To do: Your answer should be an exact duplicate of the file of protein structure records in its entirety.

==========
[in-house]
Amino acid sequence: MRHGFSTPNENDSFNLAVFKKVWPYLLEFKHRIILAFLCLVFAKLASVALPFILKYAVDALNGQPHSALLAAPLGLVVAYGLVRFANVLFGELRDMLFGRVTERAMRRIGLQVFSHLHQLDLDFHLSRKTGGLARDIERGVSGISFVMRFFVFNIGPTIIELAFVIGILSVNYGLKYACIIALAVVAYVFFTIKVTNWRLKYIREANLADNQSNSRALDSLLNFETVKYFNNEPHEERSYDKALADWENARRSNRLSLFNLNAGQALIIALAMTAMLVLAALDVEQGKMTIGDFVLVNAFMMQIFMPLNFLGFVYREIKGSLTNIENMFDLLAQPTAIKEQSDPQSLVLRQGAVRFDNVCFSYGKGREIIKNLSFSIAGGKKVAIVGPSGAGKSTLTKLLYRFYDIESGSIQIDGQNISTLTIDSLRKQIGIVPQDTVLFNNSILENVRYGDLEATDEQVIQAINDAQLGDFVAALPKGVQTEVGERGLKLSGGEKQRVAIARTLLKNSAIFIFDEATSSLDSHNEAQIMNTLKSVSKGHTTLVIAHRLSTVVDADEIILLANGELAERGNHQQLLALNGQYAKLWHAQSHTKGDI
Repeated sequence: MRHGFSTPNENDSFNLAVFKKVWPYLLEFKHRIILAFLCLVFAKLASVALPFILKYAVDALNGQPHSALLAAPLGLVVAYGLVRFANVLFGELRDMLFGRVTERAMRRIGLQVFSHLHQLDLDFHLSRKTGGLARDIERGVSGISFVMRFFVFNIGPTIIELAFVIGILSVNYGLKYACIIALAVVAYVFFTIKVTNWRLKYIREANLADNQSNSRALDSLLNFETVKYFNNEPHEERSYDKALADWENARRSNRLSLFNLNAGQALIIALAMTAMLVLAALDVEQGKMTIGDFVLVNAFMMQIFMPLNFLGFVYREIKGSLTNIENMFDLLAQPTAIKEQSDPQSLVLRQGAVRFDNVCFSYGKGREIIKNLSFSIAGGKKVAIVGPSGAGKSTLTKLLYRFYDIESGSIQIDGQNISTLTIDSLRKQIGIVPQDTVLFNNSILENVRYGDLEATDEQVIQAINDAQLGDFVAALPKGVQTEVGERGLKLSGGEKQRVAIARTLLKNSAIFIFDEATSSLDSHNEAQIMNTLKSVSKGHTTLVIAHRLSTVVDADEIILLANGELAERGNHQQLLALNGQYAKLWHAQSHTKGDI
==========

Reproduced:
[in-house]
Amino acid sequence: MRHGFSTPNENDSFNLAVFKKVWPYLLEFKHRIILAFLCLVFAKLASVALPFILKYAVDALNGQPHSALLAAPLGLVVAYGLVRFANVLFGELRDMLFGRVTERAMRRIGLQVFSHLHQLDLDFHLSRKTGGLARDIERGVSGISFVMRFFVFNIGPTIIELAFVIGILSVNYGLKYACIIALAVVAYVFFTIKVTNWRLKYIREANLADNQSNSRALDSLLNFETVKYFNNEPHEERSYDKALADWENARRSNRLSLFNLNAGQALIIALAMTAMLVLAALDVEQGKMTIGDFVLVNAFMMQIFMPLNFLGFVYREIKGSLTNIENMFDLLAQPTAIKEQSDPQSLVLRQGAVRFDNVCFSYGKGREIIKNLSFSIAGGKKVAIVGPSGAGKSTLTKLLYRFYDIESGSIQIDGQNISTLTIDSLRKQIGIVPQDTVLFNNSILENVRYGDLEATDEQVIQAINDAQLGDFVAALPKGVQTEVGERGLKLSGGEKQRVAIARTLLKNSAIFIFDEATSSLDSHNEAQIMNTLKSVSKGHTTLVIAHRLSTVVDADEIILLANGELAERGNHQQLLALNGQYAKLWHAQSHTKGDI
Repeated sequence: MRHGFSTPNENDSFNLAVFKKVWPYLLEFKHRIILAFLCLVFAKLASVALPFILKYAVDALNGQPHSALLAAPLGLVVAYGLVRFANVLFGELRDMLFGRVTERAMRRIGLQVFSHLHQLDLDFHLSRKTGGLARDIERGVSGISFVMRFFVFNIGPTIIELAFVIGILSVNYGLKYACIIALAVVAYVFFTIKVTNWRLKYIREANLADNQSNSRALDSLLNFETVKYFNNEPHEERSYDKALADWENARRSNRLSLFNLNAGQALIIALAMTAMLVLAALDVEQGKMTIGDFVLVNAFMMQIFMPLNFLGFVYREIKGSLTNIENMFDLLAQPTAIKEQSDPQSLVLRQGAVRFDNVCFSYGKGREIIKNLSFSIAGGKKVAIVGPSGAGKSTLTKLLYRFYDIESGSIQIDGQNISTLTIDSLRKQIGIVPQDTVLFNNSILENVRYGDLEATDEQVIQAINDAQLGDFVAALPKGVQTEVGERGLKLSGGEKQRVAIARTLLKNSAIFIFDEATSSLDSHNEAQIMNTLKSVSKGHTTLVIAHRLSTVVDADEIILLANGELAERGNHQQLLALNGQYAKLWHAQSHTKGDI